Pimavanserin exhibits serotonin 5-HT2A receptor inverse agonism for Gαi1- and neutral antagonism for Gαq/11-proteins in human brain cortex
Muneta Arrate, Itziar
Díez Alarcia, Rebeca
Horrillo Furundarena, Igor
Meana Martínez, José Javier
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European Neuropsychopharmacology 36 : 83-89 (2020)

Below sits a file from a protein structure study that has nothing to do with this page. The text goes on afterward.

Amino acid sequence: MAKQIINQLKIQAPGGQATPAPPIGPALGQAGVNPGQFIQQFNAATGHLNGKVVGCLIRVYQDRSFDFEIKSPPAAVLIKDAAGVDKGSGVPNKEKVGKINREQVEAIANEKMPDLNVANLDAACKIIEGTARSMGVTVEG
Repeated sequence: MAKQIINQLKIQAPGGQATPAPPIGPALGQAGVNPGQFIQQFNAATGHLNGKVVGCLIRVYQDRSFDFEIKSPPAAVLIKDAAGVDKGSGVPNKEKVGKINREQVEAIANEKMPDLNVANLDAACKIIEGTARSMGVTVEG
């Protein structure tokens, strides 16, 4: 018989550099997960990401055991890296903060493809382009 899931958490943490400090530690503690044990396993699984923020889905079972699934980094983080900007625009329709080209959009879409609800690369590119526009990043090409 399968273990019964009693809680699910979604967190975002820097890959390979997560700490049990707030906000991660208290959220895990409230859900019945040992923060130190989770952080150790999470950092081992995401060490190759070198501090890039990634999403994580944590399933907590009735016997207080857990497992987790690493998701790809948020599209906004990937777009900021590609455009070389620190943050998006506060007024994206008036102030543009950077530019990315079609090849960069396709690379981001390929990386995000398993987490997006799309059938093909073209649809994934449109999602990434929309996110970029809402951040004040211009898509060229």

Pimavanserin is claimed as the first antipsychotic drug that shows selectivity for serotonin 5-HT2 receptors (5-HT(2)Rs) and lacks of affinity for dopamine D-2 receptors (D(2)Rs). Cell-based functional assays suggest that pimavanserin and antipsychotics with D2R/5-HT2R affinity could act as inverse agonists of 5-HT(2A)Rs. However, there is not evidence of such pharmacological profile in native brain tissue. 5-HT(2A)Rs are able to engage both canonical G(alpha q/11)- and non-canonical G(alpha i1)-proteins. In the present study, the response to pimavanserin of the 5-HT2AR coupling to G(alpha q/11) - and G(alpha i1)-proteins was measured in membranes of postmortem human prefrontal cortex by antibody-capture [S-35]GTP gamma S binding scintillation proximity assays. Pimavanserin promoted a concentration-dependant inhibition of the 5-HT2AR coupling to G(alpha i1)-proteins whereas the response of G(alpha q/11)-proteins was unaltered, suggesting inverse agonism and neutral antagonism properties, respectively. The inhibition was abolished in the presence of the selective 5-HT2AR antagonist MDL-11,939 and was absent in brain cortex of 5-HT2AR knock-out mice when compared to respective 5-HT2AR wild-type animals. In conclusion, the results demonstrate the existence of constitutive 5-HT2AR activity in human brain for the signalling pathway mediated by G(alpha i1)-proteins. Pimavanserin demonstrates 5-HT2AR functional selectivity and exhibits inverse agonist profile towards G(alpha i1)-proteins, which is considered the effector pathway promoting hallucinogenic responses. In contrast, pimavanserin behaves as neutral antagonist on the 5-HT2AR coupling to the canonical G(alpha q/11)-protein pathway. The results strengthen the relevance of in-verse agonism as potential mechanism of antipsychotic activity. Moreover, the existence of functional selectivity of 5-HT(2A)Rs for different G(alpha)-proteins could contribute to better design of 5-HT2AR-related antipsychotic drugs.